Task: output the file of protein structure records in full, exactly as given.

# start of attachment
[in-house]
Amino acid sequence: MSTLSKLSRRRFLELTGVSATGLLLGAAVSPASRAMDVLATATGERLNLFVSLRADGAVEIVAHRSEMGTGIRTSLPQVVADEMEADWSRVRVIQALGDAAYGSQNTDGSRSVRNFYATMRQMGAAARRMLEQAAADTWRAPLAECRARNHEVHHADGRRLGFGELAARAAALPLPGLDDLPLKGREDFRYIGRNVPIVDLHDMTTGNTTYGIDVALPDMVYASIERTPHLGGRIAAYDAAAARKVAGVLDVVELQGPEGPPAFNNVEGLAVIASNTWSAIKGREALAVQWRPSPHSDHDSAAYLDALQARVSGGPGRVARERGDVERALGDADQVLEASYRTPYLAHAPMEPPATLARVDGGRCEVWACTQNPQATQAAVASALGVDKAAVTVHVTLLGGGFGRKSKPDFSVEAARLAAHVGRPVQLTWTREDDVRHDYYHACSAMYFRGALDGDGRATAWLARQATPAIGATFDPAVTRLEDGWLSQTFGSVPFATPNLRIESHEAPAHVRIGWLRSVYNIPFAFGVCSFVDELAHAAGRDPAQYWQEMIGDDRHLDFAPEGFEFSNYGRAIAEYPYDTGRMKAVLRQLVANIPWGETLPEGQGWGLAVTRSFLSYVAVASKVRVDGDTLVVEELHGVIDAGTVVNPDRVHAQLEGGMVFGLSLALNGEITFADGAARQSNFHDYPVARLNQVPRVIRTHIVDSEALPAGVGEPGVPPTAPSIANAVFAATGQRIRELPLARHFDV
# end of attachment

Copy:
[in-house]
Amino acid sequence: MSTLSKLSRRRFLELTGVSATGLLLGAAVSPASRAMDVLATATGERLNLFVSLRADGAVEIVAHRSEMGTGIRTSLPQVVADEMEADWSRVRVIQALGDAAYGSQNTDGSRSVRNFYATMRQMGAAARRMLEQAAADTWRAPLAECRARNHEVHHADGRRLGFGELAARAAALPLPGLDDLPLKGREDFRYIGRNVPIVDLHDMTTGNTTYGIDVALPDMVYASIERTPHLGGRIAAYDAAAARKVAGVLDVVELQGPEGPPAFNNVEGLAVIASNTWSAIKGREALAVQWRPSPHSDHDSAAYLDALQARVSGGPGRVARERGDVERALGDADQVLEASYRTPYLAHAPMEPPATLARVDGGRCEVWACTQNPQATQAAVASALGVDKAAVTVHVTLLGGGFGRKSKPDFSVEAARLAAHVGRPVQLTWTREDDVRHDYYHACSAMYFRGALDGDGRATAWLARQATPAIGATFDPAVTRLEDGWLSQTFGSVPFATPNLRIESHEAPAHVRIGWLRSVYNIPFAFGVCSFVDELAHAAGRDPAQYWQEMIGDDRHLDFAPEGFEFSNYGRAIAEYPYDTGRMKAVLRQLVANIPWGETLPEGQGWGLAVTRSFLSYVAVASKVRVDGDTLVVEELHGVIDAGTVVNPDRVHAQLEGGMVFGLSLALNGEITFADGAARQSNFHDYPVARLNQVPRVIRTHIVDSEALPAGVGEPGVPPTAPSIANAVFAATGQRIRELPLARHFDV